Ten years ago there were very few schools of entrepreneurship. Many asked, and some still do, “Can you really teach entrepreneurship?” They felt you just had to do it, take your lumps and learn from them. Many heroes of entrepreneurship actually dropped out of school altogether to pursue and master their own businesses. We think this sends a wrong message to aspiring entrepreneurs.
With all the hard knocks we got on the street, we would have certainly benefitted by some formal education in business and entrepreneurship. Today there are many schools of entrepreneurship popping up all over the country. We have spoken at more than 30 of them in the past 18 months. This experience has given us a unique perspective on the state of the art of American (and international) entrepreneurship education.
For one thing, the entire world looks to the United States as the cradle of entrepreneurship. So what we decide to do in terms of entrepreneurship education has international ramifications. For another, like the entrepreneurs they are trying to develop, schools of higher education are casting about for best practices, effective content, and real-world experience. They want to discover what works in the classroom, the start-up hub and the marketplace.
Each school we visited had a different idea about how to teach entrepreneurship and how to measure its effectiveness. Most schools view entrepreneurship as an offshoot of their business schools. For them the business curriculum is ready made with courses you need to run your own business. We agree, but there’s more to it than that.
Some schools take a different view. For them, entrepreneurship education is an offshoot of whatever they specialize in, whether it’s engineering, agriculture or hospitality. They realize they must have at least some courses in entrepreneurship so their sciences and technology grads who want their own businesses leave with the knowledge to do so.
Still others see entrepreneurship as an offshoot of the liberal arts school, pointing out the need for entrepreneurs to obtain such core competencies as psychology, philosophy, communication, history, sociology and the other humanities. They recognize that in order to run a business, one must find, hire and train good people and build great people. One must communicate and bond with a wide range of customers, vendors, and other business people who have varying psychologies, philosophies, cultures and communication styles. We tend to agree with this approach although business form and function is also a must.
Some schools merely offer classes in entrepreneurship, others offer majors, a few offer masters degrees, and still others have start-up incubators with academic credit.
So the approach is still in its emerging stages even here in the “cradle of entrepreneurship.”
The jury is still out on what the metrics of success are. Unlike a business school where you can tout how many of your grads received high paying jobs, entrepreneurship educational success is not as clear. Is it how much money was raised for business plans? Or how many new businesses were launched? Or even how many entrepreneurial super stars graduated from your school? These are easily measured as the data is readily available. But we think schools of entrepreneurship should start keeping track of how many of their grads’ newly launched business are still in business three years later!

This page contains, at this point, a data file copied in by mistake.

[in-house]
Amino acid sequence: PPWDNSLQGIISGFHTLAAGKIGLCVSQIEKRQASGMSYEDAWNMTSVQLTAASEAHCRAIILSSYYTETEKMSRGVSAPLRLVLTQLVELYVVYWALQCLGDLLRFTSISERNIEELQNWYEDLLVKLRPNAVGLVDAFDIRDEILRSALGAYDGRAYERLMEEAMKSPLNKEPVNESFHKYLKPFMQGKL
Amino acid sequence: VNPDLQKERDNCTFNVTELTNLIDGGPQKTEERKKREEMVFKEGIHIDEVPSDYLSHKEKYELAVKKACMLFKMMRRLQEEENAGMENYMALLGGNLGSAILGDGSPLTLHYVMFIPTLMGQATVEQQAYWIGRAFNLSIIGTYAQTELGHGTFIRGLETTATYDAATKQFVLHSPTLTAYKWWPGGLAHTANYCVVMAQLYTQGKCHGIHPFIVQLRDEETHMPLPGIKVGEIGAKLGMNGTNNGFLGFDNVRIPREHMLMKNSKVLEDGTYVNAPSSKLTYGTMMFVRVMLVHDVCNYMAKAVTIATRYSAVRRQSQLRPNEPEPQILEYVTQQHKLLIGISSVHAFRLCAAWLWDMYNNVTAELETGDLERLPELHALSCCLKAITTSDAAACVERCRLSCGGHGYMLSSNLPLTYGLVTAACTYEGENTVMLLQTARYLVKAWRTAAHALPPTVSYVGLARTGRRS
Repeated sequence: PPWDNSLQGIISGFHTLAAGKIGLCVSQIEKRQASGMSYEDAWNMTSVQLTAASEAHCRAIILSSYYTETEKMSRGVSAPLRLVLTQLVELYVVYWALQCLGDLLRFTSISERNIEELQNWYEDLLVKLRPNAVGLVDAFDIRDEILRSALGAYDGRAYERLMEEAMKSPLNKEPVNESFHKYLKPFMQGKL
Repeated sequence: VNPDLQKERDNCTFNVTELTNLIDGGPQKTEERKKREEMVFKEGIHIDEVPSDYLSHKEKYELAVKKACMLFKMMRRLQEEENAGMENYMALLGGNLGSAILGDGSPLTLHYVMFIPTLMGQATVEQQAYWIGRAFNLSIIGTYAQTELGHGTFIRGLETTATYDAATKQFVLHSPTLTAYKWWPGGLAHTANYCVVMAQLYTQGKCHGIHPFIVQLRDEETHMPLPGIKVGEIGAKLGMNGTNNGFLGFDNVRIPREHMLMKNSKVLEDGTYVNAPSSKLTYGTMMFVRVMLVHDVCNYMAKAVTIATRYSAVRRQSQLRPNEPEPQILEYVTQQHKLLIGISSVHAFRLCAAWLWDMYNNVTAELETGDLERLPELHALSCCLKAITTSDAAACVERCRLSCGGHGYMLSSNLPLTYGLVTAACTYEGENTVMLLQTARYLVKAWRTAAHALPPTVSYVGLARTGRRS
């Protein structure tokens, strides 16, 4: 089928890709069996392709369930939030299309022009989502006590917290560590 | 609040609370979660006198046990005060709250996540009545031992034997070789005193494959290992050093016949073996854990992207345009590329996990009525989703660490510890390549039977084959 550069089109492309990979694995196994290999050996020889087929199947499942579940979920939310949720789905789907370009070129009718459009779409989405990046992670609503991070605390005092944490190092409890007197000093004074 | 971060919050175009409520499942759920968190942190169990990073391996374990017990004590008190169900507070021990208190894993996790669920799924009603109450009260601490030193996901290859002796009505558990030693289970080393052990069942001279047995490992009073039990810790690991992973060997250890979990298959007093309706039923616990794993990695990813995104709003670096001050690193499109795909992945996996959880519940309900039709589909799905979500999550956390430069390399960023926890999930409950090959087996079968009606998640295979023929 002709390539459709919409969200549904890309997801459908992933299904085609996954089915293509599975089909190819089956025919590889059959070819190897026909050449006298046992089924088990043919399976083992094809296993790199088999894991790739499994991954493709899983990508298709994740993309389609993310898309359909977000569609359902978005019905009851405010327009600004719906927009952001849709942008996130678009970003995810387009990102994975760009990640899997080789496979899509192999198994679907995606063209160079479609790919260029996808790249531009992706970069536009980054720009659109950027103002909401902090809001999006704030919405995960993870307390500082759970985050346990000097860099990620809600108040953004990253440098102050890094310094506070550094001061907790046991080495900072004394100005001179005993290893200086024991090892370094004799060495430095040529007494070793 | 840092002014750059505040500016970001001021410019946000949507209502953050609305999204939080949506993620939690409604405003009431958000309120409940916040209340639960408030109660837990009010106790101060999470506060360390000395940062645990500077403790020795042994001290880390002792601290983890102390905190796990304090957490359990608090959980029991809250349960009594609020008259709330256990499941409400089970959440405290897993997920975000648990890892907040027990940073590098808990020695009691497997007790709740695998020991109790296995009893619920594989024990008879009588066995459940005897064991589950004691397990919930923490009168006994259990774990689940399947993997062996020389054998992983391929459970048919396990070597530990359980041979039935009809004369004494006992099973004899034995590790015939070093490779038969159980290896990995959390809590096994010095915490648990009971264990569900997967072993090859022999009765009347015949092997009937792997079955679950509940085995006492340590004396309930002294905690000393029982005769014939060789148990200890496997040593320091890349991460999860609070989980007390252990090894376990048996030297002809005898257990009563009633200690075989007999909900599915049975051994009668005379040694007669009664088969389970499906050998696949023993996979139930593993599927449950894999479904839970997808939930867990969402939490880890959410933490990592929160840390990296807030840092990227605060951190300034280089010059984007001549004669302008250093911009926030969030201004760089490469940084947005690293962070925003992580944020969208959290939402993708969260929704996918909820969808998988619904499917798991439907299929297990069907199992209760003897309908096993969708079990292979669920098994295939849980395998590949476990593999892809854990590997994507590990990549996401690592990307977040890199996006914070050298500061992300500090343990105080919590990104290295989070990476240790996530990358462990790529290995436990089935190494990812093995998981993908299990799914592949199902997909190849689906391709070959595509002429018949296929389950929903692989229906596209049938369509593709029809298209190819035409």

We salute the schools of entrepreneurship for their multi-faceted approach to the teaching of this multi-faceted subject! It is from this melting pot that the consensus will be built on the foundation of their students’ success. We are honored to be a part of this process.
Who We Are
Michael Houlihan and Bonnie Harvey co-authored the New York Times bestselling business book, The Barefoot Spirit: How Hardship, Hustle, and Heart Built America’s #1 Wine Brand. The book has been selected as recommended reading in the CEO Library for CEO Forum, the C-Suite Book Club, and numerous university classes on business and entrepreneurship. It chronicles their humble beginnings from the laundry room of a rented Sonoma County farmhouse to the board room of E&J Gallo, who ultimately acquired their brand and engaged them as brand consultants. Barefoot is now the world’s largest wine brand.
Beginning with virtually no money and no wine industry experience, they employed innovative ideas to overcome obstacles, create new markets and forge strategic alliances. They pioneered Worthy Cause Marketing and performance-based compensation. They built an internationally bestselling brand and received their industry’s “Hot Brand” award for several consecutive years.
They offer their Guiding Principles for Success (GPS) to help entrepreneurs become successful. Their book, The Entrepreneurial Culture: 23 Ways To Engage and Empower Your People, helps corporations maximize the value of their human resources.
Currently they travel the world leading workshops, trainings, & keynoting at business schools, corporations, conferences. They are regular media guests and contributors to international publications and professional journals. They are C-Suite Network Advisors & Contributing Editors. Visit their popular brand building site at www.consumerbrandbuilders.com.
To make inquiries for keynote speaking, trainings or consulting, please contact firstname.lastname@example.org.